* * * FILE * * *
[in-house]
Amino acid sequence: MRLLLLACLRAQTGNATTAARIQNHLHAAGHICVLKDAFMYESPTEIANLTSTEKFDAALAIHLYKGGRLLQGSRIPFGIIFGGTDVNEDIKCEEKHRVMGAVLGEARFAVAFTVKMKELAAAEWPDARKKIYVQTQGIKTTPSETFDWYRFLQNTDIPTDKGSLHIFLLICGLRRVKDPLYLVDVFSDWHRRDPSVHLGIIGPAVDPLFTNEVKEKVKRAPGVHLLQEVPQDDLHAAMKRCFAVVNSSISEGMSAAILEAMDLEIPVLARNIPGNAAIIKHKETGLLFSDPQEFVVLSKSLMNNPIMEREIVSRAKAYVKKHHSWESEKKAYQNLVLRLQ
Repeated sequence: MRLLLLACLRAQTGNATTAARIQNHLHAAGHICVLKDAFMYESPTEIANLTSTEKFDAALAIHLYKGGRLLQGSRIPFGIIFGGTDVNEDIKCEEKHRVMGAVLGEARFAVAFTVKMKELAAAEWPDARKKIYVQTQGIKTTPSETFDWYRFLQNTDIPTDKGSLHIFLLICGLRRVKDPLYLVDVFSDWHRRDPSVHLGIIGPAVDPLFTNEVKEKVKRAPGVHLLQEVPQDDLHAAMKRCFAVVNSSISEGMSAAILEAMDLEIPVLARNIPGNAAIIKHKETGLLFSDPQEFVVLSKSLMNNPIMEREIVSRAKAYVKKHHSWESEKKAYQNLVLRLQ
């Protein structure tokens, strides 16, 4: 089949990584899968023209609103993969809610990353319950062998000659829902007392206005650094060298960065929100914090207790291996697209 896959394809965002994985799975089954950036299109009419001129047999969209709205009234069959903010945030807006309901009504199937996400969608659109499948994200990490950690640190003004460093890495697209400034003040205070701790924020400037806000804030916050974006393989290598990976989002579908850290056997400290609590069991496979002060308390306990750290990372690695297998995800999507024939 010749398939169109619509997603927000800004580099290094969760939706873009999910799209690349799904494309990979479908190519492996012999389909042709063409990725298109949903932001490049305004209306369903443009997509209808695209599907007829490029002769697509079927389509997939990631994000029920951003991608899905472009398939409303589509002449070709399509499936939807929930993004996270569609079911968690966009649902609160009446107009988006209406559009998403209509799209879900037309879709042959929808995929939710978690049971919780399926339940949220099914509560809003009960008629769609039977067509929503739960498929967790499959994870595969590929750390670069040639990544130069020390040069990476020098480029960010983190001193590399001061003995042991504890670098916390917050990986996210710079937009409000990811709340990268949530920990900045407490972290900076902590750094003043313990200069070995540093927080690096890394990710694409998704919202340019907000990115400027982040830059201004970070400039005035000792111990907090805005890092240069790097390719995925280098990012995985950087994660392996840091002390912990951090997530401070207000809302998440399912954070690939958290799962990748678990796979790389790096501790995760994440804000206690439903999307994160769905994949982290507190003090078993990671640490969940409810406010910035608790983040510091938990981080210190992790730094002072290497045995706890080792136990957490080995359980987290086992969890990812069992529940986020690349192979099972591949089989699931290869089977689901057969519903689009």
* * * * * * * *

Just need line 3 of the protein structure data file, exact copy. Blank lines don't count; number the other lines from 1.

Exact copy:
Repeated sequence: MRLLLLACLRAQTGNATTAARIQNHLHAAGHICVLKDAFMYESPTEIANLTSTEKFDAALAIHLYKGGRLLQGSRIPFGIIFGGTDVNEDIKCEEKHRVMGAVLGEARFAVAFTVKMKELAAAEWPDARKKIYVQTQGIKTTPSETFDWYRFLQNTDIPTDKGSLHIFLLICGLRRVKDPLYLVDVFSDWHRRDPSVHLGIIGPAVDPLFTNEVKEKVKRAPGVHLLQEVPQDDLHAAMKRCFAVVNSSISEGMSAAILEAMDLEIPVLARNIPGNAAIIKHKETGLLFSDPQEFVVLSKSLMNNPIMEREIVSRAKAYVKKHHSWESEKKAYQNLVLRLQ